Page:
Leonard Misonne was a master pictorialist photographer, whose atmospheric landscapes and street scenes are among the finest pictorial depictions of such subject matter. He was an engineer turned painter, pianist and photographer.
Working on light and grey monochromes, Leonard Misone’s images diffused foggy and yet luminous atmospheres highlighted by dramatic skies. There is something very tender and timeless within his photographs that, with their poetry and sensibility, also evoke Humanism and Jacques-Henri Lartigue’s easy living.
He employed many process and techniques throughout his career and championed a highly diffused printing system and light quality. His photographs are among many important collections and anthologies on the history of pictorialist photography.
“The sky is the key to the landscape.” – Leonard Misonne
This philosophy is clear in many of Misonne’s images, seen to be often filled with billowing clouds, early morning fog, or rays of sunlight. Misonne excelled at capturing his subjects in dramatic, directional light, illuminating figures from behind, which resulted in a halo effect. He Favoured stormy weather conditions, and often found his subjects navigating the streets under umbrellas or braced against the gusts of a winter blizzard.
Born on July 1, 1870, in Gilly, Belgium, he grew up in a privileged family, gaining a deep appreciation for music and nature. He earned a degree in mining engineering in 1895 from the University of Louvain and began work in the field. A year later, however, he had to give up his profession due to asthma and decided to devote himself to photography.
Already a member of a small amateur club of photographers, Misonne joined l’Association Belge de Photographie in 1897. His photographs began to be published and he frequently presented them as slide shows, a method he preferred until World War I.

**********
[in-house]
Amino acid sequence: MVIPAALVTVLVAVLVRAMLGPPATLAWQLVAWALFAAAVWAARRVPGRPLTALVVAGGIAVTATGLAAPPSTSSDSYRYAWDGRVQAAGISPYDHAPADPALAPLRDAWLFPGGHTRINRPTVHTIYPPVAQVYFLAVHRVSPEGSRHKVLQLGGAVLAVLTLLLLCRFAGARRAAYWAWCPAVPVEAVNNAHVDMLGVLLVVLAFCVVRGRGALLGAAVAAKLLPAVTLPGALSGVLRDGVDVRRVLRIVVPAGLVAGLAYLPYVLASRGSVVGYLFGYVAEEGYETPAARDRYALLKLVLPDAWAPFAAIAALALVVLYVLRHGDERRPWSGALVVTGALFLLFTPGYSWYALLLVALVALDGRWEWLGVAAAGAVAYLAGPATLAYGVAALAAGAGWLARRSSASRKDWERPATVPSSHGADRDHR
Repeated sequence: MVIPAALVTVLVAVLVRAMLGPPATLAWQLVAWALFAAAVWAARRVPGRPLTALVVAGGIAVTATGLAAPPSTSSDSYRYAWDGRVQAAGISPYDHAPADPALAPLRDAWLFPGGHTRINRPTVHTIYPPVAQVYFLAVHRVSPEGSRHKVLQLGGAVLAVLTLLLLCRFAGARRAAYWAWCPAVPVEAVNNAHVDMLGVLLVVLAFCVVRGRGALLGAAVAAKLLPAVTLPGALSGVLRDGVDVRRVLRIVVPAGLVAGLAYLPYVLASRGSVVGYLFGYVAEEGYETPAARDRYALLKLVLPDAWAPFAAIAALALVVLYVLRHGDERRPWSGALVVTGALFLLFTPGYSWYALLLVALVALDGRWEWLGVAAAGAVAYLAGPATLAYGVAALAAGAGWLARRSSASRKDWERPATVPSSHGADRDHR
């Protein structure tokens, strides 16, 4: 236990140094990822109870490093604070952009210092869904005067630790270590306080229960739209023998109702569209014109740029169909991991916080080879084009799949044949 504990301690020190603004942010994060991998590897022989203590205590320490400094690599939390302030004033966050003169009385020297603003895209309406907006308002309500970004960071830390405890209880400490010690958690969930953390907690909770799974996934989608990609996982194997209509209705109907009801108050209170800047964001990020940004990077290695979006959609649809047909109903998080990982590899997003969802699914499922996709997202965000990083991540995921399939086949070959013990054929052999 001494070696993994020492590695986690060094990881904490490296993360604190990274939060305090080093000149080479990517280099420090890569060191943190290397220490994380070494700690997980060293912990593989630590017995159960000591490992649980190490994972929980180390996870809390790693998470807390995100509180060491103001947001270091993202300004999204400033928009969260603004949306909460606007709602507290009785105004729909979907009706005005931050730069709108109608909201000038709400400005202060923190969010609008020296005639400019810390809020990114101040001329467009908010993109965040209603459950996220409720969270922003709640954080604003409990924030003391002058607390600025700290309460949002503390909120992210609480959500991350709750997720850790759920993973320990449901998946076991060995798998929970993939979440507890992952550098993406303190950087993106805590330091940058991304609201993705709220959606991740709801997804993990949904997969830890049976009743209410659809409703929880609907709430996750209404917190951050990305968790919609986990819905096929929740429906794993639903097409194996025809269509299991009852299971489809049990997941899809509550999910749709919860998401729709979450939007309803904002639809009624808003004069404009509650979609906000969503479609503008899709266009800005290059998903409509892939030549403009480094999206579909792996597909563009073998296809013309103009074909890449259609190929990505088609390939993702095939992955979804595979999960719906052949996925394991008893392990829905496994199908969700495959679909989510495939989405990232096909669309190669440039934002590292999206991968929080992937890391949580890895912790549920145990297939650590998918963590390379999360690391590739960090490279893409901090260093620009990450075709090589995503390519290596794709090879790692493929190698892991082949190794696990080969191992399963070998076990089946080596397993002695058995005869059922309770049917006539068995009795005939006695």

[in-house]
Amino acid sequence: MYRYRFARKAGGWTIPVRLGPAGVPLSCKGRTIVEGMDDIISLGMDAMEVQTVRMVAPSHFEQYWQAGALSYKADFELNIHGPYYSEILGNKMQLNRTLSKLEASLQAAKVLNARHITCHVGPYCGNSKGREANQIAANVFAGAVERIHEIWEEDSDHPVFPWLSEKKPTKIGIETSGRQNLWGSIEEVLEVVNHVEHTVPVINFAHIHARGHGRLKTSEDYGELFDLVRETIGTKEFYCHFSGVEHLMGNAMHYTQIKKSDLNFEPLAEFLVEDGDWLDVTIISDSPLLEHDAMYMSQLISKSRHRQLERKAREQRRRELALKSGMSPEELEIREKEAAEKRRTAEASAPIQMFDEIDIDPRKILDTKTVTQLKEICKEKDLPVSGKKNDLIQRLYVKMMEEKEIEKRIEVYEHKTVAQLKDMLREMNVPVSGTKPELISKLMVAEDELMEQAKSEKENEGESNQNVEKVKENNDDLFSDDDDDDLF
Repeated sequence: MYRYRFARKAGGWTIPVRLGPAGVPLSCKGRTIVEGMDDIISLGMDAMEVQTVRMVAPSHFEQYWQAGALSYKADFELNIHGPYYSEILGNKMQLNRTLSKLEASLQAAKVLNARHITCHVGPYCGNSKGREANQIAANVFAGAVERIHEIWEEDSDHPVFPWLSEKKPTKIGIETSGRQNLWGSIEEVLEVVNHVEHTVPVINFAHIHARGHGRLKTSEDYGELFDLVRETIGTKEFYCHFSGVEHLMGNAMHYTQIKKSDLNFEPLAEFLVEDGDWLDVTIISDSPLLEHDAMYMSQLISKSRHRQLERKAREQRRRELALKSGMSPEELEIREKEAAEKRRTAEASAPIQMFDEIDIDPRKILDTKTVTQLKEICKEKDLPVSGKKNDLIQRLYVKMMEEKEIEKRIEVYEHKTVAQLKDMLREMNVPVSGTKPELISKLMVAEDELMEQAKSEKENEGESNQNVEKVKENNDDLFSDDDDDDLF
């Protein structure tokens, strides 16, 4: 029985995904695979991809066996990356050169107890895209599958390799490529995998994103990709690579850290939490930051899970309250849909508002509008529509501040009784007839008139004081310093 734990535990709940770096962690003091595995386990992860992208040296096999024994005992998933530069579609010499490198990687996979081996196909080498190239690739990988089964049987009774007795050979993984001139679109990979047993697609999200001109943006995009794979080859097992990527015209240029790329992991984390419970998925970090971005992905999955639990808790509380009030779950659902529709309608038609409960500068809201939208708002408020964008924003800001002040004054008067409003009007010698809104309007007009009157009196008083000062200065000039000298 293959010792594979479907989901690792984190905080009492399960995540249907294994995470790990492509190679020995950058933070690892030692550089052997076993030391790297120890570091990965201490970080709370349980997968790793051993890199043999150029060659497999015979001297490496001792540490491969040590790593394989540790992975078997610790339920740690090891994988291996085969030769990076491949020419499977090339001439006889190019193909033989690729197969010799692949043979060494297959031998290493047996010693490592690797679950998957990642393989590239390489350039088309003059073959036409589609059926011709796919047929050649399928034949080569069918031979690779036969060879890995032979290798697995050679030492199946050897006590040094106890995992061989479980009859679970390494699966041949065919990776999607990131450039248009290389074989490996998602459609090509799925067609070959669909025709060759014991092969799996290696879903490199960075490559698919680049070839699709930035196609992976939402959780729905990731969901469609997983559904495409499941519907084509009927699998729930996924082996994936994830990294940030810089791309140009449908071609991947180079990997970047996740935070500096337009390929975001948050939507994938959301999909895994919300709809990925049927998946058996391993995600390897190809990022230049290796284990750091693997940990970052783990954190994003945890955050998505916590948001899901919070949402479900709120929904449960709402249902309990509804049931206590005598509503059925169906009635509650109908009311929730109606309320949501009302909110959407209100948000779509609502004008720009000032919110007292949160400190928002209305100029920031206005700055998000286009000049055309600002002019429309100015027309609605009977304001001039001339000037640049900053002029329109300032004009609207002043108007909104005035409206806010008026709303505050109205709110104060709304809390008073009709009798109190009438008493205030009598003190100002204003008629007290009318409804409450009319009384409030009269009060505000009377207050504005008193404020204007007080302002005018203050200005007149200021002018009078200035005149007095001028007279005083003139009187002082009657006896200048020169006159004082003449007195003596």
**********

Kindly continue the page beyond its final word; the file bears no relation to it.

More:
Around 1910, he interacted with Constant Puyo and Pierre Dubreuil, but he largely isolated himself from other pictorialists. In 1913, he moved into his family’s mansion and began photographing frequently in a nearby park.
Misonne’s mature photographs were very painterly and impressionistic, due to his use of manipulative printing processes such as oil, Fresson, and gum-bichromate. In 1931, he patented a “Flou-Net” screen to produce a range of soft-sharp effects when used in front of the camera lens. This device was marketed in the United States by the American Photographic Publishing Company, which promoted it in full-page magazine ads. In 1935, he developed the mediobrome process, which was a cross between a bromide and oil print.
He wrote about his working methods and techniques for such U.S. periodicals as the American Annual of Photography, American Photography, Camera,and Photo-Art Monthly. In 1900 and 1901, halftones of his work appeared in Camera Notes, the leading quarterly edited by Alfred Stieglitz.